Generally speaking the aim of active stock picking is to find companies that provide returns that are superior to the market average. And the truth is, you can make significant gains if you buy good quality businesses at the right price. For example, the FRoSTA Aktiengesellschaft (FRA:NLM) share price is up 88% in the last 5 years, clearly besting the market decline of around 6.8% (ignoring dividends). However, more recent returns haven’t been as impressive as that, with the stock returning just 19% in the last year , including dividends .
In his essay The Superinvestors of Graham-and-Doddsville Warren Buffett described how share prices do not always rationally reflect the value of a business. One flawed but reasonable way to assess how sentiment around a company has changed is to compare the earnings per share (EPS) with the share price.
During the five years of share price growth, FRoSTA moved from a loss to profitability. That would generally be considered a positive, so we’d expect the share price to be up.
The company’s earnings per share (over time) is depicted in the image below (click to see the exact numbers).
Before buying or selling a stock, we always recommend a close examination of historic growth trends, available here.
What About Dividends?
As well as measuring the share price return, investors should also consider the total shareholder return (TSR). Whereas the share price return only reflects the change in the share price, the TSR includes the value of dividends (assuming they were reinvested) and the benefit of any discounted capital raising or spin-off. It’s fair to say that the TSR gives a more complete picture for stocks that pay a dividend. In the case of FRoSTA, it has a TSR of 111% for the last 5 years. That exceeds its share price return that we previously mentioned. And there’s no prize for guessing that the dividend payments largely explain the divergence!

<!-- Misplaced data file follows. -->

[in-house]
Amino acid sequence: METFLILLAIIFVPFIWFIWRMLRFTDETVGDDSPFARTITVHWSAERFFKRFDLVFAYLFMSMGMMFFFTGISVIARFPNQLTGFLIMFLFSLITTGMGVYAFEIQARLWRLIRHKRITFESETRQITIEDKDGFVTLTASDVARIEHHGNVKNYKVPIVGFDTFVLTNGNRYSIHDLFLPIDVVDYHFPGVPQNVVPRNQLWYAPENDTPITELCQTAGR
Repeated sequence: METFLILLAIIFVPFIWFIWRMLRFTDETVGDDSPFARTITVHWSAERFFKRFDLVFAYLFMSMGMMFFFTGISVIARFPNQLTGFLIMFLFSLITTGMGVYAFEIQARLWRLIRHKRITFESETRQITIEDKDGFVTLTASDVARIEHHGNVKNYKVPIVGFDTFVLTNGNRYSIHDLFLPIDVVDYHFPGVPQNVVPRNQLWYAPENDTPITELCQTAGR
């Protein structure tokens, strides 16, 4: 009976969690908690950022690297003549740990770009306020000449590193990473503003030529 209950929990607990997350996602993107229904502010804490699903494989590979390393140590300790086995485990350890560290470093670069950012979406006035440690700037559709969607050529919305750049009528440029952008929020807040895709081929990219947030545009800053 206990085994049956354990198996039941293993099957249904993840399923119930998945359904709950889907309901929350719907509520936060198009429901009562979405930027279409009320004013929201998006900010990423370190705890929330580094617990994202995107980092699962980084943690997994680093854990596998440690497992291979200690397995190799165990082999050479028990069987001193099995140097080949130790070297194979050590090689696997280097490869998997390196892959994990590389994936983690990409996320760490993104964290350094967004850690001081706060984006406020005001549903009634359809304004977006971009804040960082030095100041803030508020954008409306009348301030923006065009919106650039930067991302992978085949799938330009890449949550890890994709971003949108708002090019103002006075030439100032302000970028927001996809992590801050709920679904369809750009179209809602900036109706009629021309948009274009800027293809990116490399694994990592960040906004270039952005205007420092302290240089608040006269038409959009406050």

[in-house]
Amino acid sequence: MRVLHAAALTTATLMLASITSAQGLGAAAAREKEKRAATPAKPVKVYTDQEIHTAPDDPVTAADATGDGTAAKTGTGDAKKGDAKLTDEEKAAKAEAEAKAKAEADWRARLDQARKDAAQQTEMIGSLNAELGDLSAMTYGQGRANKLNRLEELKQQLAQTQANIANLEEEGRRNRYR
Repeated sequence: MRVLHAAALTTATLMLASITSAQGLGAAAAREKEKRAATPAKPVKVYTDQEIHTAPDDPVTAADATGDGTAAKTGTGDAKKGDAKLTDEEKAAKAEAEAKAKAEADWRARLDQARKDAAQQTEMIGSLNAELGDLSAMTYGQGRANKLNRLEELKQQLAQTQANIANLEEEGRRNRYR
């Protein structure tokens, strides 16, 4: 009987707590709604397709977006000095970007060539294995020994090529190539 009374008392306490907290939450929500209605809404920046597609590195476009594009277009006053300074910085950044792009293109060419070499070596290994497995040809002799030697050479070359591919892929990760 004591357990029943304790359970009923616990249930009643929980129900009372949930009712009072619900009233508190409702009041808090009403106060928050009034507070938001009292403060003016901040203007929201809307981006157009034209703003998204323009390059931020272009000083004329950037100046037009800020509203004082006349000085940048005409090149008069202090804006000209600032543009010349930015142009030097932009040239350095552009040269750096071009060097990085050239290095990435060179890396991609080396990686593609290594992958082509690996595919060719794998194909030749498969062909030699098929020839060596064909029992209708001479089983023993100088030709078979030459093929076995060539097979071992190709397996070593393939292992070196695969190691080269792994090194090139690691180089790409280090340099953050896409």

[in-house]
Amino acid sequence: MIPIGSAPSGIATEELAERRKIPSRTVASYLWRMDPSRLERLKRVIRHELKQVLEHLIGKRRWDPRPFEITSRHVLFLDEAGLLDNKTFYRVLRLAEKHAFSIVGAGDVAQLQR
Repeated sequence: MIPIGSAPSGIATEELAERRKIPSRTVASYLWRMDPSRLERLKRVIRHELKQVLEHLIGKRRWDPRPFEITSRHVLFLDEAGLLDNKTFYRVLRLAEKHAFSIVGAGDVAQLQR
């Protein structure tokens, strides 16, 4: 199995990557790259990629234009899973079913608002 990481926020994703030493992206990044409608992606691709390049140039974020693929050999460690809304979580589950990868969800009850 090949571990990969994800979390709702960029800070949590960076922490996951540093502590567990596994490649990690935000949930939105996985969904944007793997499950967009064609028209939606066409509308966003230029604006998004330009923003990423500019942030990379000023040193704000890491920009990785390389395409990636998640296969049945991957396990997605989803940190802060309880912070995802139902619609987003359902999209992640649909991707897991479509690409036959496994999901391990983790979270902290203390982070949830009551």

A Different Perspective
It’s nice to see that FRoSTA shareholders have received a total shareholder return of 19% over the last year. That’s including the dividend. Since the one-year TSR is better than the five-year TSR (the latter coming in at 16% per year), it would seem that the stock’s performance has improved in recent times. Given the share price momentum remains strong, it might be worth taking a closer look at the stock, lest you miss an opportunity. It’s always interesting to track share price performance over the longer term. But to understand FRoSTA better, we need to consider many other factors. Case in point: We’ve spotted 1 warning sign for FRoSTA you should be aware of.
But note: FRoSTA may not be the best stock to buy. So take a peek at this free list of interesting companies with past earnings growth (and further growth forecast).
Please note, the market returns quoted in this article reflect the market weighted average returns of stocks that currently trade on DE exchanges.
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This article by Simply Wall St is general in nature. It does not constitute a recommendation to buy or sell any stock, and does not take account of your objectives, or your financial situation. We aim to bring you long-term focused analysis driven by fundamental data. Note that our analysis may not factor in the latest price-sensitive company announcements or qualitative material. Simply Wall St has no position in any stocks mentioned.
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